Acadia National Park is known for its epic viewpoints and unique hikes. Once you’ve made it Down East and you’re in the Park, how do you decide what to do in Acadia NP? If you have several days, you can plan an epic itinerary, but with just one day, you can still get a feel for the park.
This is why you’re here! There are so many things to do in Acadia National Park, and not just if you’re an avid hiker or paddler. There are visitor centers, gift shops, easy view points and plenty of small towns to fall in love with. Since Acadia is split into different sections, you’ll find things to do both in the park and along its boundaries.
Top Sights to See in Acadia NPS
Acadia National Park is chockfull of viewpoints, ecosystems and lakes ready to enjoy. As you’re making your plans, pick the ones that sound the most interesting, and then if you have time, you’ll be able to stop at others between the points of interest. The east side is mostly rugged coastline and hikes up towards Cadillac Mountain. The west side has more epic hikes and beautiful lakes.
The sights not to miss on the east side of Acadia NP include:
- Sieur de Monts area- Nature Center, Wild Gardens, Abbe Museum
- Beaver Ponds
- Sand Beach
- Thunder Hole
- Otter Point and Cove
- Hunters Beach
- Jordan Pond
- Cadillac Mountain
- Eagle Lake
On the east side of Acadia National Park, you’ll find these beautiful sights:
- Echo Lake
- Long Pond
- Seal Cove Pond
- Seal Cove (on the saltwater)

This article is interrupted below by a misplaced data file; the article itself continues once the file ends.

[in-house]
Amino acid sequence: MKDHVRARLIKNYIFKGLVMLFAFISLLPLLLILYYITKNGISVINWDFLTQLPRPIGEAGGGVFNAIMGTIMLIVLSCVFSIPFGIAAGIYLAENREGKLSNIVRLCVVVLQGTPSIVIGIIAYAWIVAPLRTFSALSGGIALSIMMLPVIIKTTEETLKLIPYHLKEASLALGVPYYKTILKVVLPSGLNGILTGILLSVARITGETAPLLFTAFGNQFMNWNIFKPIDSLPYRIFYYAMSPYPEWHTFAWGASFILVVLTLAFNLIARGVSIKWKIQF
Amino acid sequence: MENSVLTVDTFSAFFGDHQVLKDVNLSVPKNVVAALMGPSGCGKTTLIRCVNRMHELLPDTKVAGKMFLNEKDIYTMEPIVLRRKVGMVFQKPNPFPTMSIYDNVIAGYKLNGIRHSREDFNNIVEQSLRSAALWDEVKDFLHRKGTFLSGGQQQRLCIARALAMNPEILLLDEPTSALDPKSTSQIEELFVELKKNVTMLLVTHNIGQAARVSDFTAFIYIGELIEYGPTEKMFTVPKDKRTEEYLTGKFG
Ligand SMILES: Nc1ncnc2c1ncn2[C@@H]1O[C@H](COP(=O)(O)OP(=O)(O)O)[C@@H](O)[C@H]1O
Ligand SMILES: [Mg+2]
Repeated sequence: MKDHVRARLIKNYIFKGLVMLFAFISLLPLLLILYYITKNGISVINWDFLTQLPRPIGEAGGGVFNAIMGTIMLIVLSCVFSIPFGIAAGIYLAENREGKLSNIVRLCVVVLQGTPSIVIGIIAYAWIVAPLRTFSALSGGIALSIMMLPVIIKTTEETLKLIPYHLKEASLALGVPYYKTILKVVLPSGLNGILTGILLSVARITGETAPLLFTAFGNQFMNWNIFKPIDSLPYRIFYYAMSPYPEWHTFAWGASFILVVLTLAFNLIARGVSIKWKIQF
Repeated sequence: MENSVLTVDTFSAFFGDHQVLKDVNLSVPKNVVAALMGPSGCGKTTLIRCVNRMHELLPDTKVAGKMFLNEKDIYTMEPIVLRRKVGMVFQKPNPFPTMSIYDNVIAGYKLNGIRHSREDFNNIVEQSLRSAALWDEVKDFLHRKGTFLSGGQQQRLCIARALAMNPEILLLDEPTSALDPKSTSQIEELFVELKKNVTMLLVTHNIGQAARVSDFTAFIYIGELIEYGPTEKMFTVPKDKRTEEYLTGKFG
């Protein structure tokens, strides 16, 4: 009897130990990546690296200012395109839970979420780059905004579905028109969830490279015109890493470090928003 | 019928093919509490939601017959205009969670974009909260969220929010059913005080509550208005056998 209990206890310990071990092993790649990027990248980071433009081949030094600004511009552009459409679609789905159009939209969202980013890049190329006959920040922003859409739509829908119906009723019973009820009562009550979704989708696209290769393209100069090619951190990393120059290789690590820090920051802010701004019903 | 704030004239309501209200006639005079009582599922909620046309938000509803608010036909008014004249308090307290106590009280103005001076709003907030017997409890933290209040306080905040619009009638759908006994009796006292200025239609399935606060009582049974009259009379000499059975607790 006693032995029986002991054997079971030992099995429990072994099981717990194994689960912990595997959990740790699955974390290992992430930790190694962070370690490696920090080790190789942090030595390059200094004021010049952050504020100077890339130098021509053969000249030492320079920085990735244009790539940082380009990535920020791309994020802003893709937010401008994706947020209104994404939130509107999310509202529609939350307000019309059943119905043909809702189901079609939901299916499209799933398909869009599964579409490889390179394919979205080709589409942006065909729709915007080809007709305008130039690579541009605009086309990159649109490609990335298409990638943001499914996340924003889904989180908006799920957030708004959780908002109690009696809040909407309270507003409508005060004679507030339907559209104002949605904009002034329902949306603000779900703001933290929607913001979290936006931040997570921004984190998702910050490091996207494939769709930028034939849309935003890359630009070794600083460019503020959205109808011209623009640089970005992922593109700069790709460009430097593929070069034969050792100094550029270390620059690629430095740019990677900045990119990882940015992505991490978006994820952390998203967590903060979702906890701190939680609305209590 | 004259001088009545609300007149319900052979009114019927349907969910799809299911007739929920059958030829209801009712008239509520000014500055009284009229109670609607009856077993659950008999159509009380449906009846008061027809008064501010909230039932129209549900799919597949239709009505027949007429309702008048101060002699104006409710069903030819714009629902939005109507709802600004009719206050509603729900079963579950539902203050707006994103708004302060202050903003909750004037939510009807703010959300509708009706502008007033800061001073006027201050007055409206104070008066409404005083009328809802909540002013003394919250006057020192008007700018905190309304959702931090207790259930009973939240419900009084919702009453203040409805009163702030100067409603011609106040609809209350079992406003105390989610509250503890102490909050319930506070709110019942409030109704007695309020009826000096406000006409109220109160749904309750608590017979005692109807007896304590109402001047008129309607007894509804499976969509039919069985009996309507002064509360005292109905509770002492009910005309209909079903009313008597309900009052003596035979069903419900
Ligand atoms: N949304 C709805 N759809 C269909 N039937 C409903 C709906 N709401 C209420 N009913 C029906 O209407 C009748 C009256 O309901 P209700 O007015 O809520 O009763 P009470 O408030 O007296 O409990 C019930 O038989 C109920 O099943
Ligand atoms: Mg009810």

- and the famous Bass Harbor Head Lighthouse
The Acadia National Park Loop Scenic Drive
I am such a sucker for a scenic route, and the Acadia Scenic Drive does not disappoint. Yes, there are lots of people and yes, there is traffic, but it’s very easy to make stops along the way and there are plenty of things to do and see along the way to break up the drive. Unlike the scenic loop in Big Cypress National Preserve or the Sunrise Road in Mount Rainier National Park, the Acadia Scenic Drive is a one-way road with multiple lanes of traffic. This makes it easier to enjoy the stops without driving dangerously.
If you’re just going to do the Scenic Drive without making many stops, the full loop will take you around 90 minutes. Remember that traffic can vary, so plan for two hours just to be safe if you have other things scheduled.
Hiking in Acadia National Park
Maine is not short on great hiking trails, and Acadia is no exception. Whether you want to hike up through the woods to beautiful views or you want to traverse the jagged coastline, there’s a trail for it!
Cadillac Mountain Hikes
Formed by cooled lava eons ago, the granite domes of Acadia National Park are very reminiscent of Yosemite Country. The mountain rises up among the bays and coves, and as you climb (in your car or on foot) viewpoint after viewpoint gives a broad view of the ruggedness of Down East Maine.
NOTE: the National Park Service has implemented a reservation system for driving the road to Cadillac Mountain. While you can do the Acadia National Park Scenic Drive without a reservation, you must have one to go to the top of Cadillac Mountain. Parking is VERY limited and if you can’t find a spot, you cannot just leave your car on the side of the road, as you WILL BE TICKETED.
At the top of Cadillac Mountain, you’ll find several easy trails:
- Beehive Loop Trail – 1.4 miles but can be a challenge due to terrain
- Gorham Mountain Loop Trail – 3.5 miles with awesome views
- Cadillac Mountain Summit Trail – easy loop you can join from parking areas
If you want to get epic with your hiking, the Cadillac North Ridge trail goes from the top of Cadillac Mountain through the forests to viewpoints, or you can do the Gorge Path to the Door-n-Ridge Trail and hike all the way down into Bar Harbor to the northeast. For a different path and different view, take the Cadillac South Ridge trail to the south and end at the Blackwoods Campground by Hunters Beach. These trails are quite long and planning is required, especially if you’ve driven your car to the top of Cadillac Mountain.